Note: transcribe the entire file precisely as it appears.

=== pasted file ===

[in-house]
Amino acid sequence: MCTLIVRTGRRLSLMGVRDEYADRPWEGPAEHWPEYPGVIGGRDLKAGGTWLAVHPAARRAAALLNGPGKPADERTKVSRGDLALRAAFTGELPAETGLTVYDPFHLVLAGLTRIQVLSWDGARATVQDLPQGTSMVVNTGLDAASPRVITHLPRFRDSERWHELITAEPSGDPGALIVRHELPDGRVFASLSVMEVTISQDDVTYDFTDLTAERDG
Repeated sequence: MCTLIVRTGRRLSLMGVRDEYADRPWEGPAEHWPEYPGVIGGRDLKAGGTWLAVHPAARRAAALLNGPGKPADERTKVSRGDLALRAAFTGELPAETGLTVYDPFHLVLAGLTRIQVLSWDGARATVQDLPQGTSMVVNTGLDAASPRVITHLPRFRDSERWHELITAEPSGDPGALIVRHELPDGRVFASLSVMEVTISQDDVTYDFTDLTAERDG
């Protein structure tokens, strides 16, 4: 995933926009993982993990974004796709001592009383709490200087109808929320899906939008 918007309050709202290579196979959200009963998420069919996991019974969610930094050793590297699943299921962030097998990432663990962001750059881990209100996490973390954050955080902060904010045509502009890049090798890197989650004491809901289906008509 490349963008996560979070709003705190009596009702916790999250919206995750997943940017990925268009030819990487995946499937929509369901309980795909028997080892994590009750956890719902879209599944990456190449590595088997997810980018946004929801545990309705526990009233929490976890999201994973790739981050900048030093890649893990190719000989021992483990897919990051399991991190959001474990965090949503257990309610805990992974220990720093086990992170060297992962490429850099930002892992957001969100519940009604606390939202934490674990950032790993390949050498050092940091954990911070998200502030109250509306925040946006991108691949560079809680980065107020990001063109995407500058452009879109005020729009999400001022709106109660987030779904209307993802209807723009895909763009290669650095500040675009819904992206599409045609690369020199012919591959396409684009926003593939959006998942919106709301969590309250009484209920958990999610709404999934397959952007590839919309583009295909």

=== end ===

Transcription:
[in-house]
Amino acid sequence: MCTLIVRTGRRLSLMGVRDEYADRPWEGPAEHWPEYPGVIGGRDLKAGGTWLAVHPAARRAAALLNGPGKPADERTKVSRGDLALRAAFTGELPAETGLTVYDPFHLVLAGLTRIQVLSWDGARATVQDLPQGTSMVVNTGLDAASPRVITHLPRFRDSERWHELITAEPSGDPGALIVRHELPDGRVFASLSVMEVTISQDDVTYDFTDLTAERDG
Repeated sequence: MCTLIVRTGRRLSLMGVRDEYADRPWEGPAEHWPEYPGVIGGRDLKAGGTWLAVHPAARRAAALLNGPGKPADERTKVSRGDLALRAAFTGELPAETGLTVYDPFHLVLAGLTRIQVLSWDGARATVQDLPQGTSMVVNTGLDAASPRVITHLPRFRDSERWHELITAEPSGDPGALIVRHELPDGRVFASLSVMEVTISQDDVTYDFTDLTAERDG
């Protein structure tokens, strides 16, 4: 995933926009993982993990974004796709001592009383709490200087109808929320899906939008 918007309050709202290579196979959200009963998420069919996991019974969610930094050793590297699943299921962030097998990432663990962001750059881990209100996490973390954050955080902060904010045509502009890049090798890197989650004491809901289906008509 490349963008996560979070709003705190009596009702916790999250919206995750997943940017990925268009030819990487995946499937929509369901309980795909028997080892994590009750956890719902879209599944990456190449590595088997997810980018946004929801545990309705526990009233929490976890999201994973790739981050900048030093890649893990190719000989021992483990897919990051399991991190959001474990965090949503257990309610805990992974220990720093086990992170060297992962490429850099930002892992957001969100519940009604606390939202934490674990950032790993390949050498050092940091954990911070998200502030109250509306925040946006991108691949560079809680980065107020990001063109995407500058452009879109005020729009999400001022709106109660987030779904209307993802209807723009895909763009290669650095500040675009819904992206599409045609690369020199012919591959396409684009926003593939959006998942919106709301969590309250009484209920958990999610709404999934397959952007590839919309583009295909």